For instance, initial conditions may favor the use of the extrapolative expectation rule, keeping the dynamics of the housing market alive. Such a scenario is depicted in the left panels of Fig.
5, based on our standard parameter setting, except that \(\chi = 1.15\), \(\sigma = 0\) and \(\tau = 1\), showing the evolution of house prices, market shares of the extrapolative expectation rule and differences in the evolutionary fitness of the two expectation rules, respectively. Once the housing market starts to display cyclical dynamics, the extrapolative expectation rule tends to outperform the regressive expectation rule, and the housing market continues its oscillatory behavior. In this respect, it seems worthwhile to recall that Case and Shiller (2003), Case et al. (2012) and Shiller (2015) report that homebuyers’ extrapolative expectations are in fact major drivers of actual house price dynamics, an observation that fits nicely with one of our main model predictions.
However, a different set of initial conditions may favor the use of the regressive expectation rule, pushing the house price toward its fundamental value, as visible in the right panels of Fig. 5. Here, we have an example in which the market share of the extrapolative expectation rule eventually settles on a value of about 30 percent, though we may observe similar scenarios where the market share of the extrapolative expectation rule settles on a higher or a lower value. One other comment is in order. In the presence of exogenous shocks, our model may produce interesting attractor switching dynamics, e.g., periods in which the house price displays significant cycles and periods in which the house price is close to its fundamental value. We believe that such model implications deserve greater attention in future work.
Appendix C
Rent control policy (9) regulates the rental market whenever the rent level deviates from the policymakers’ target rent level. However, policymakers may prefer a rent control policy that only becomes effective when the rent level is about to exceed a critical rent level. Such a rent control policy may be specified by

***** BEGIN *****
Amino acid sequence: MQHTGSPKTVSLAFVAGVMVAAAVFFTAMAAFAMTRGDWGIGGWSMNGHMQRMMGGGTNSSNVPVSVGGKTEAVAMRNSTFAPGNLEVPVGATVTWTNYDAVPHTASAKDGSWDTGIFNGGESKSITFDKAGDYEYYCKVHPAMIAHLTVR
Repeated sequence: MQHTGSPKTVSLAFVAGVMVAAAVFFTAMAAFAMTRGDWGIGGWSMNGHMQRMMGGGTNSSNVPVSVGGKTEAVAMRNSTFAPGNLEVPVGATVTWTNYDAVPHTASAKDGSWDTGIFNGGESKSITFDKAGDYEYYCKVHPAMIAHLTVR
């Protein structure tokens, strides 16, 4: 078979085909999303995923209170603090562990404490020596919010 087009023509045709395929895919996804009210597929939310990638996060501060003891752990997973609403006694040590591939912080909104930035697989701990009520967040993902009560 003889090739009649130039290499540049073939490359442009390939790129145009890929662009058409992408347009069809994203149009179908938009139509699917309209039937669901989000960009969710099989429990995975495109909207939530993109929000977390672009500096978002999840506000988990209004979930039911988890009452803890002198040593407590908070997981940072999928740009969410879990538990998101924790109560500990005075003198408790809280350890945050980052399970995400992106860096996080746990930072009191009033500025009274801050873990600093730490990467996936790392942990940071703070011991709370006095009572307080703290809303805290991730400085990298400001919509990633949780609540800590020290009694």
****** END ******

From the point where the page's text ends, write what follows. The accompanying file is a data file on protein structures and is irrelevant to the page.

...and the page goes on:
with \(R^{G} > 0\) and \(0 \le \tau \le 1\) as control parameters. Note that (C1) regulates the rental market in the same way as (9) does if the unregulated rent level exceeds policymakers’ target rent level. Otherwise, it leaves the rental market unregulated.
Figure
6 illustrates some effects of rent control policy (C1). The top panel shows a bifurcation diagram of house prices versus homebuyers’ extrapolation parameter \(\chi\), assuming our base parameter setting, except that \(R^{G} = 10.1\) and \(\tau = 0.2\). Note that Proposition 1 is still helpful to characterize our model. As long as the rent level stays below \(R^{G} = 10.1\), the rental market is de facto unregulated (we can thus use \(\tau = 1\) to evaluate Proposition 1’s predictions). Hence, the model’s fundamental steady state, implying, among other things, that \(\overline{P} = 100\), \(\overline{H} = 100\) and \(\overline{R} = 10\), becomes unstable due to a Neimark–Sacker bifurcation as parameter \(\chi\) exceeds \(\chi_{crit}^{NS} \approx 1.051\). At about \(\chi \approx 1.08\), however, the amplitude of the rent cycles starts to exceed \(R^{G} = 10.1\). From then on, the rental market is periodically regulated. Note furthermore that the fluctuations of the rent level become asymmetric. In particular, rent control policy (C1) manages to prevent the emergence of relatively high rent levels and occasionally produces relatively low rent levels, an outcome that may be in the interest of policymakers. The bifurcation diagram depicted in the bottom panel rests on \(R^{G} = 9\).95, implying that \(\overline{P} = 99.66\), \(\overline{H} = 99.66\) and \(\overline{R} = 9.66\). Since the rental market is always regulated at this steady state, we can again apply Proposition 1 and compute the occurrence of a Neimark–Sacker bifurcation at \(\chi_{crit}^{NS} \approx 1.089\). Note that for \(\chi > 1.11\), there are periods where the rental market is not regulated because the rent level falls below \(R^{G} = 9\).95. The central panel of Fig. 6, based on \(R^{G} = 10\), shows an intermediate scenario. We numerically observe that the housing market starts to display endogenous dynamics as parameter \(\chi\) exceeds \(\chi_{crit}^{NS} \approx 1.07\) and find that rent control policy (C1) again helps to limit the rent level.
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Schmitt, N., Westerhoff, F. Speculative housing markets and rent control: insights from nonlinear economic dynamics. J Econ Interact Coord 17, 141–163 (2022). https://doi.org/10.1007/s11403020003123
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DOI: https://doi.org/10.1007/s11403020003123
Keywords
 Housing market dynamics
 Expectation formation and learning behavior
 Rent control
 Steady state, stability and outofequilibrium analysis
JEL Classification
 D84
 G12
 R21